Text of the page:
# Equivalence of Second Law Statements

Thermodynamics | |
---|---|

Introduction | What is this thing called Thermodynamics??? | Definitions | Thermal Equilibrium and Zeroth Law | Limitations |

First Law | Work, Heat, Energy, and the First Law | Work, Heat, Energy, and the First Law (simplied) | Derivatives | Derivatives Exercise | Reversibility, Enthalpy, and Heat Capacity |

Second Law | Things to Think About | Observations and Second Law of Thermodynamics | Alternative Approach - the Clausis Inequality | Consequences of the Second Law | Consequences of the Second Law (simplified) | Carnot Principle - motivation and examples | Equivalence of Second Law Statements* |

Third Law | Third Law of Thermodynamics | Consequences of Third Law* |

Development of Thermodynamics | The Thermodynamic Network | Network Exercise | Equations of State (EOS) | EOS Example, Reading Tables, and Numerical Analysis | EOS Exercises | Thermochemistry |

* Optional Section |

This section is *Optional*.

There are a number of ways to state the second law. This section first shows how the different statements so far presented are actually equivalent statements. It then presents some additional statements that have been proposed. |

## Contents

## Equivalence of Second Law definitions

We defined the Second Law of Thermodynamics as:

- With no external input, a system will tend toward disorder
- No system can be developed which completely converts heat to work

These two parts are actually two independent statements. The second statement is often called the Planck statement or the Kelvin-Planck statement. We now wish to show that these are in fact equivalent statements.

To start with we need the Clausis Inequality:

[math]dS \geq \frac{dQ}{T}[/math]

To convert heat to work we must remove heat from the surroundings; therefore, the heat removed must be positive. We also previously noted that temperature is always positive. Then, by the Clausis inequality the change in entropy (S), must also be positive. Finally, we defined entropy as a measure of disorder. Therefore, the disorder of the system increases, which is the same as the first statement.

## Clausis statement and equivalence to Planck statement

Previously we mentioned that the second law can be restated as the following:

Heat cannot be moved from a colder region to a hotter region without doing work.

This is known as the Clausis statement. We wish to show this is the same as the Planck statement.

We will begin by considering a system which can move heat from a cold region to a hot region without doing work^{[nb 1]}. Look at Figure 1.

Say the amount of heat removed from the cold region is Q_{cold}. Since no work is being done the amount of heat added to the hot region must also be Q_{cold}. Now consider another heat engine removing heat from the hot region to the cold region. Say it removes the amount Q_{hot} from the hot region, producing W_{net} work and returning Q_{cold} to the cold region. If we now look at the net system we see that W_{net} = Q_{hot} - Q_{cold}. Now look at the total system. We see that the no heat is leaving the system, but work is. This violates the Planck statement.

## Other Statements

Here we will present some other statements of the second law. We will only present them with brief comments.

### Caratheodory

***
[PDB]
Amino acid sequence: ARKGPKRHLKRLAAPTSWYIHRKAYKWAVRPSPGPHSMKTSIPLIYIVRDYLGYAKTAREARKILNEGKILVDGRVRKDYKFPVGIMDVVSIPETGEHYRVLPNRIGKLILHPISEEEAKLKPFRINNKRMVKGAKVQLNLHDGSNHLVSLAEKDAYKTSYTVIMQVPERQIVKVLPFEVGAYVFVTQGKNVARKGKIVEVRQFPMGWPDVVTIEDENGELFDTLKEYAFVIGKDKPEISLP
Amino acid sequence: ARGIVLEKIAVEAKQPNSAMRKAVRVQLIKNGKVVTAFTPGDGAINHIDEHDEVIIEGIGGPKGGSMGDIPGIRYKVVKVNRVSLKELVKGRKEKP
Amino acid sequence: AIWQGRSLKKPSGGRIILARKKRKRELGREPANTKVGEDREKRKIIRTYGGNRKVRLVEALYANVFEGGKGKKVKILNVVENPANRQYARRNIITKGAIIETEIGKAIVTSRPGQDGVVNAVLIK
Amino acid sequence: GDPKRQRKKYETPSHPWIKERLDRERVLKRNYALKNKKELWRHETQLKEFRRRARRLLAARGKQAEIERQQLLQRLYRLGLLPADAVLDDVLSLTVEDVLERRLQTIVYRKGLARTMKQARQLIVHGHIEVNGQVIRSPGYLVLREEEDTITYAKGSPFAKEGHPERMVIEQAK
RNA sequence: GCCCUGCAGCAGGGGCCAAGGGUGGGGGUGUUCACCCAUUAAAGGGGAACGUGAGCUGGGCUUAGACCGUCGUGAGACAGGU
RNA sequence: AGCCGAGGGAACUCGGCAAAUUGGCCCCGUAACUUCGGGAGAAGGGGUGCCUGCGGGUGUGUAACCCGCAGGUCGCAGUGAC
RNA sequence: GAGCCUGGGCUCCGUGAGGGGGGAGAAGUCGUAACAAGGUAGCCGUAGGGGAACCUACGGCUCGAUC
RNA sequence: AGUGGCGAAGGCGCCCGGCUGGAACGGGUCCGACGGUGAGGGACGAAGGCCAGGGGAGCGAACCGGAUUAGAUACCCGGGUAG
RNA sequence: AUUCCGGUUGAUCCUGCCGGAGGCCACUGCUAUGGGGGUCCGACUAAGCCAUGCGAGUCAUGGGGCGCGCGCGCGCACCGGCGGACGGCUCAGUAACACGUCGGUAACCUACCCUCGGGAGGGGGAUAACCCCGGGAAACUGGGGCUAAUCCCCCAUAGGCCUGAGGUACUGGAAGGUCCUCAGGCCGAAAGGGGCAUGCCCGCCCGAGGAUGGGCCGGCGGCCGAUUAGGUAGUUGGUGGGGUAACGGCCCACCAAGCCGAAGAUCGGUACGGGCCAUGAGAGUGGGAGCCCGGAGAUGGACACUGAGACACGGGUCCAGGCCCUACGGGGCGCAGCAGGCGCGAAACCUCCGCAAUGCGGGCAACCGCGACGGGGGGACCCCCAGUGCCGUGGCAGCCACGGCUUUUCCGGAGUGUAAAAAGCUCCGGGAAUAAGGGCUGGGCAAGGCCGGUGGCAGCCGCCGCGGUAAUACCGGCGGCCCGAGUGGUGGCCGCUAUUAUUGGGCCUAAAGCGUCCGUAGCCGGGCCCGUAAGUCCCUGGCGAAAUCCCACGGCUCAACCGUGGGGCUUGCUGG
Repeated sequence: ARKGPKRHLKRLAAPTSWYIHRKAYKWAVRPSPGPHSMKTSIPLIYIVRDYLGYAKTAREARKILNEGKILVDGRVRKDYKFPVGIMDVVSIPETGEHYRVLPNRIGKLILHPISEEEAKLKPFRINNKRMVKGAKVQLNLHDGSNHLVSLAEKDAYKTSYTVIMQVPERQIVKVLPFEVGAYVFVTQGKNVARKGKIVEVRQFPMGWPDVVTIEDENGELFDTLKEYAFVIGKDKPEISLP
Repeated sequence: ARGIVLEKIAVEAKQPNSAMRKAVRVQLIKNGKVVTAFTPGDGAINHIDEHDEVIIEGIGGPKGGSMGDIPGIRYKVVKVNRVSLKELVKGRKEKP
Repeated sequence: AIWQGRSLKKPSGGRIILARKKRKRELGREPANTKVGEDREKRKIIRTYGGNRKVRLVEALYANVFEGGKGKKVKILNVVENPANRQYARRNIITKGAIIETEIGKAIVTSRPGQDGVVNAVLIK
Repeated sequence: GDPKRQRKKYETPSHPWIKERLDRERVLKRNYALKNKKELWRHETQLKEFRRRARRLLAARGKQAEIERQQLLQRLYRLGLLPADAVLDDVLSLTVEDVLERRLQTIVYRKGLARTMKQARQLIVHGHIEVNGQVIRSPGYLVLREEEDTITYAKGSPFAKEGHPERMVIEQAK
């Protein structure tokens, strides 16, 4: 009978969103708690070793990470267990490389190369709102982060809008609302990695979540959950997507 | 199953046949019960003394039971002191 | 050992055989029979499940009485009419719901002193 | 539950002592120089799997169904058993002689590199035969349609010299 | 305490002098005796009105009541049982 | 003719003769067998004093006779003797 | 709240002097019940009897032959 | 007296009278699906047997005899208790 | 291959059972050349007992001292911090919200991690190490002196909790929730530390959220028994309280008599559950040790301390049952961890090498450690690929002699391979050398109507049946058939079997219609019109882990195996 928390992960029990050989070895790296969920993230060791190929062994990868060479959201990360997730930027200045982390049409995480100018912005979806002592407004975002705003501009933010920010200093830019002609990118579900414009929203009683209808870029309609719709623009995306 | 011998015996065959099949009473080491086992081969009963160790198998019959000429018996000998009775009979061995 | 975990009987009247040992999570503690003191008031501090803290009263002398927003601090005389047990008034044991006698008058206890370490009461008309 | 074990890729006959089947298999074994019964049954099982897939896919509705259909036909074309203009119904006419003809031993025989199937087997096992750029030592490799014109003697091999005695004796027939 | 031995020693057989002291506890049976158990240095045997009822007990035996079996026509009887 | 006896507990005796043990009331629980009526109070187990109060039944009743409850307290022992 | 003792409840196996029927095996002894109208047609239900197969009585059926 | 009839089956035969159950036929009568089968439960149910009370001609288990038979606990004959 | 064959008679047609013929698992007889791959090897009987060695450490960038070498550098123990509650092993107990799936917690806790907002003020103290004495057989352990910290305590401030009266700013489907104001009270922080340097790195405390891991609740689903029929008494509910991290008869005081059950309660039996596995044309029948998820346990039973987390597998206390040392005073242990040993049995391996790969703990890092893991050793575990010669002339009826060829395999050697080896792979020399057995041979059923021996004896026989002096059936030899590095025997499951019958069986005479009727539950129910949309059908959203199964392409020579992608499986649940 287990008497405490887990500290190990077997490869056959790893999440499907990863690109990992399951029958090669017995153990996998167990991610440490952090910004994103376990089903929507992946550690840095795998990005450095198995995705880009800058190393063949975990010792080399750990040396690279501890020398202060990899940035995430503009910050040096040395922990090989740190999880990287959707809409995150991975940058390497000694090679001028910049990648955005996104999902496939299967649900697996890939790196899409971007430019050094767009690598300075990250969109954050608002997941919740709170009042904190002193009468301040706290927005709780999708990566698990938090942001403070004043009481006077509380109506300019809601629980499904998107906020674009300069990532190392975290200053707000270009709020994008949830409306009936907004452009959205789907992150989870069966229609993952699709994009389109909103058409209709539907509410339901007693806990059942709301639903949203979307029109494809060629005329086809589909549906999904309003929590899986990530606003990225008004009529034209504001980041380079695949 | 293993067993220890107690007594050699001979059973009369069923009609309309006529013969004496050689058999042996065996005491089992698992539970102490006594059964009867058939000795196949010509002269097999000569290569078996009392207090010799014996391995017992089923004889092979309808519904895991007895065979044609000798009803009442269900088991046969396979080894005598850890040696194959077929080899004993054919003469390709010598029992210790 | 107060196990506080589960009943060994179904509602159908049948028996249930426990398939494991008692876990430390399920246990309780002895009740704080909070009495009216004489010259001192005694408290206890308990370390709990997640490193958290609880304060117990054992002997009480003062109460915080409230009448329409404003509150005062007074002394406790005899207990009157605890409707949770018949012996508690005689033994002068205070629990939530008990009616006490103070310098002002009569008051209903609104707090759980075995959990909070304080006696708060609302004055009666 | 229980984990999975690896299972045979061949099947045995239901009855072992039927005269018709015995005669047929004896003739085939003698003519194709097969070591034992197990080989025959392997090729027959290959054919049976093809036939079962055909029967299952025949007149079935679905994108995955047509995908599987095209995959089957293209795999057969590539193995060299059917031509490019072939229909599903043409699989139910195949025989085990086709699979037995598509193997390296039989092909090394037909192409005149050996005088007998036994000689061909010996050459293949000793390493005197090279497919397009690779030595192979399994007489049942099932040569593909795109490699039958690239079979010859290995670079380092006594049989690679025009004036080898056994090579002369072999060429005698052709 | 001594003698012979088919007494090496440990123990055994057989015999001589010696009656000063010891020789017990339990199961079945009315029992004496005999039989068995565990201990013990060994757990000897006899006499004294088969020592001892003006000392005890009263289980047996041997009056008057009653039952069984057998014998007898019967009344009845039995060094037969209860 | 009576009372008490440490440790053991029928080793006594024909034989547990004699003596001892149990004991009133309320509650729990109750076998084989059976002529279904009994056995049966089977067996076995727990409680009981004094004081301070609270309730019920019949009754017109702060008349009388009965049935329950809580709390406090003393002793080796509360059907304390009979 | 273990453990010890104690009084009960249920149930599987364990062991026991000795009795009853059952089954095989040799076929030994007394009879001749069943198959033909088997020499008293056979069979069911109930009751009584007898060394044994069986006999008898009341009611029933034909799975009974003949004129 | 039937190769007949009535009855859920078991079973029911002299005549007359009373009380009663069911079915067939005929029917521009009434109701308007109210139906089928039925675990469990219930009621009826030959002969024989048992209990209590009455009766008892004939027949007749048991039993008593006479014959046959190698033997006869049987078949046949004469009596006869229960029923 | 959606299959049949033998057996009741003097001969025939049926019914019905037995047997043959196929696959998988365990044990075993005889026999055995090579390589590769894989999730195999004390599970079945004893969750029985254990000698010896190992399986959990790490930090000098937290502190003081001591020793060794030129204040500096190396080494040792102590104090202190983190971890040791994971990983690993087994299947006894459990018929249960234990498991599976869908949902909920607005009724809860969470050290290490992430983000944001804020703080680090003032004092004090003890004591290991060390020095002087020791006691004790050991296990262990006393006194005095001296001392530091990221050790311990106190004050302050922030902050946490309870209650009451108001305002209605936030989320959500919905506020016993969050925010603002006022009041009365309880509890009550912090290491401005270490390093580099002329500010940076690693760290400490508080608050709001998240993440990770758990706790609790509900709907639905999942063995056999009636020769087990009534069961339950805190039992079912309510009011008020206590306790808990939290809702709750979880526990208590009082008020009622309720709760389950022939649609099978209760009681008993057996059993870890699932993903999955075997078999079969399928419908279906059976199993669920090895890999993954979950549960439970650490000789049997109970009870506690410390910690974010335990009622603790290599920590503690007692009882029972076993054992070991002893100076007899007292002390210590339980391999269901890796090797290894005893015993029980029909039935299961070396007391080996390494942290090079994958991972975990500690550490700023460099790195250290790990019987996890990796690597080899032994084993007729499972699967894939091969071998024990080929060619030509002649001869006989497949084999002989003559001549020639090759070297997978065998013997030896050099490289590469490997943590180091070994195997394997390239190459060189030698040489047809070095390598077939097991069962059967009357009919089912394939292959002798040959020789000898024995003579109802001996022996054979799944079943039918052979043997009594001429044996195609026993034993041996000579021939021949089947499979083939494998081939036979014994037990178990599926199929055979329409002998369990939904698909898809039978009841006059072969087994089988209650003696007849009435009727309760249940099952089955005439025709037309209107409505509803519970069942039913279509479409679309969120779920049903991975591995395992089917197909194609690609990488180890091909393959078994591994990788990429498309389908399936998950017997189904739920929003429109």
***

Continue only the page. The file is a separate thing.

Caratheodory developed a very abstract and mathematical approach to thermodynamics. His statement of the second law is:

In the neighborhood of a given state there are states that cannot be reached from the given state by any adiabatic transformation.

This statement has the advantage that it does not require reference to machines. But due to its complex nature it is not used much.

### Hatsopoulos-Keenan Statement

Any system having certain specified constraints and having an upper bound in volume can reach from any initial state a stable equilibrium state with no effect on the environment.

### Callen's Postulates

One of the most interesting statement of the laws of thermodynamics is that by Herbert Callen^{[1]}. He has used the postulate approach as used in other areas of physics. His four postulates are:

- There exist particular states (called equilibrium states) of simple systems that, macroscopically, are characterized completely by the internal energy U, the volume V, and the mole numbers N
_{1}, N_{2}, ..., N_{r}of the chemical components. - There exists a function (called the entropy S) of the extensive parameters of any composite system, defined for all equilibrium states and having the following property: The values assumed by the extensive parameters in the absence of an internal constraint are those that maximize the entropy over the manifold of constrained equilibrium states.
- The entropy of a composite system is additive over the constituent subsystems. The entropy is continuous and differentiable and is a monotonically increasing function of the energy.
- The entropy of any system vanishes in the state for which [math]\left (\frac{\partial U}{\partial S} \right )_{V,N_1,...,N_r}=0[/math] (that is, at the zero of temperature).

- There exist particular states (called equilibrium states) of simple systems that, macroscopically, are characterized completely by the internal energy U, the volume V, and the mole numbers N

The first three postulates include the first and second law of thermodynamics. The fourth postulate is the third law of thermodynamics.

## Note

- ↑ Here we are using the fact the if A, then B is the same as if not B, then not A.

## Reference

- ↑ Callen, Herbert B. (1985) "Thermodynamics and an Introduction to Thermostatistics", John Wiley and Sons